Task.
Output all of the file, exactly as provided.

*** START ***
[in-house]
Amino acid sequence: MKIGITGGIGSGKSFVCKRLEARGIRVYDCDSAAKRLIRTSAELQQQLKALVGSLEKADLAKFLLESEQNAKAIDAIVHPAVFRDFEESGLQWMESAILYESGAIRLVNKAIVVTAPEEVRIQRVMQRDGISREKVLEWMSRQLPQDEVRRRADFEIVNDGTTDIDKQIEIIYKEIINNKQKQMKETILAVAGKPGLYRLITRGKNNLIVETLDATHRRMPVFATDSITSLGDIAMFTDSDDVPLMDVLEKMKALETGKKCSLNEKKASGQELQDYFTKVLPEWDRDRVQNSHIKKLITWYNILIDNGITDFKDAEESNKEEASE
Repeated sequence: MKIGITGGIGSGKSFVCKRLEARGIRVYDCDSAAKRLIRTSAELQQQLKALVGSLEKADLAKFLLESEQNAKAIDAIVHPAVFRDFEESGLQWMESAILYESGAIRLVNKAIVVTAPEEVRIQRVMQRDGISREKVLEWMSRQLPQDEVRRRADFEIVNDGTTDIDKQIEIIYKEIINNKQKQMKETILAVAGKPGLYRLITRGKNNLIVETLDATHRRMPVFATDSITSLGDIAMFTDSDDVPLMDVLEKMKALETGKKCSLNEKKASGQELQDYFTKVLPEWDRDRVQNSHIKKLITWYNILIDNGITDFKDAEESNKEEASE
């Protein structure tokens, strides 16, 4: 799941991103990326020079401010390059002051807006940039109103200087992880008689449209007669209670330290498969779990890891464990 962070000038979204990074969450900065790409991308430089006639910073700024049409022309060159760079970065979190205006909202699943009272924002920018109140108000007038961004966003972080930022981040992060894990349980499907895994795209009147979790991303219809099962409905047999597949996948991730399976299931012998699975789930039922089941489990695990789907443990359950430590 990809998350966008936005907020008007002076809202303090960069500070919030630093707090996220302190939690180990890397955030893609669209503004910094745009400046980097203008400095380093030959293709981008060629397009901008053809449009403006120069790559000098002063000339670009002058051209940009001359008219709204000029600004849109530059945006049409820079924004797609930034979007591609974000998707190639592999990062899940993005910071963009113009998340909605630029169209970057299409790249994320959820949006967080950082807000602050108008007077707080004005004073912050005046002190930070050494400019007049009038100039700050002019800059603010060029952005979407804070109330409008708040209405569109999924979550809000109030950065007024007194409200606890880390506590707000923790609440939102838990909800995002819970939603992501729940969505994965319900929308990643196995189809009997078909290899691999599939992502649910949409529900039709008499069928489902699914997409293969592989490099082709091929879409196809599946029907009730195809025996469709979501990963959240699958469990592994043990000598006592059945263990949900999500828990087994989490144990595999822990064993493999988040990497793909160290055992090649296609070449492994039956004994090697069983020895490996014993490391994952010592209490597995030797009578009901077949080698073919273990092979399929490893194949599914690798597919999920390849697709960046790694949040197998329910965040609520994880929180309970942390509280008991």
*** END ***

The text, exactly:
[in-house]
Amino acid sequence: MKIGITGGIGSGKSFVCKRLEARGIRVYDCDSAAKRLIRTSAELQQQLKALVGSLEKADLAKFLLESEQNAKAIDAIVHPAVFRDFEESGLQWMESAILYESGAIRLVNKAIVVTAPEEVRIQRVMQRDGISREKVLEWMSRQLPQDEVRRRADFEIVNDGTTDIDKQIEIIYKEIINNKQKQMKETILAVAGKPGLYRLITRGKNNLIVETLDATHRRMPVFATDSITSLGDIAMFTDSDDVPLMDVLEKMKALETGKKCSLNEKKASGQELQDYFTKVLPEWDRDRVQNSHIKKLITWYNILIDNGITDFKDAEESNKEEASE
Repeated sequence: MKIGITGGIGSGKSFVCKRLEARGIRVYDCDSAAKRLIRTSAELQQQLKALVGSLEKADLAKFLLESEQNAKAIDAIVHPAVFRDFEESGLQWMESAILYESGAIRLVNKAIVVTAPEEVRIQRVMQRDGISREKVLEWMSRQLPQDEVRRRADFEIVNDGTTDIDKQIEIIYKEIINNKQKQMKETILAVAGKPGLYRLITRGKNNLIVETLDATHRRMPVFATDSITSLGDIAMFTDSDDVPLMDVLEKMKALETGKKCSLNEKKASGQELQDYFTKVLPEWDRDRVQNSHIKKLITWYNILIDNGITDFKDAEESNKEEASE
């Protein structure tokens, strides 16, 4: 799941991103990326020079401010390059002051807006940039109103200087992880008689449209007669209670330290498969779990890891464990 962070000038979204990074969450900065790409991308430089006639910073700024049409022309060159760079970065979190205006909202699943009272924002920018109140108000007038961004966003972080930022981040992060894990349980499907895994795209009147979790991303219809099962409905047999597949996948991730399976299931012998699975789930039922089941489990695990789907443990359950430590 990809998350966008936005907020008007002076809202303090960069500070919030630093707090996220302190939690180990890397955030893609669209503004910094745009400046980097203008400095380093030959293709981008060629397009901008053809449009403006120069790559000098002063000339670009002058051209940009001359008219709204000029600004849109530059945006049409820079924004797609930034979007591609974000998707190639592999990062899940993005910071963009113009998340909605630029169209970057299409790249994320959820949006967080950082807000602050108008007077707080004005004073912050005046002190930070050494400019007049009038100039700050002019800059603010060029952005979407804070109330409008708040209405569109999924979550809000109030950065007024007194409200606890880390506590707000923790609440939102838990909800995002819970939603992501729940969505994965319900929308990643196995189809009997078909290899691999599939992502649910949409529900039709008499069928489902699914997409293969592989490099082709091929879409196809599946029907009730195809025996469709979501990963959240699958469990592994043990000598006592059945263990949900999500828990087994989490144990595999822990064993493999988040990497793909160290055992090649296609070449492994039956004994090697069983020895490996014993490391994952010592209490597995030797009578009901077949080698073919273990092979399929490893194949599914690798597919999920390849697709960046790694949040197998329910965040609520994880929180309970942390509280008991």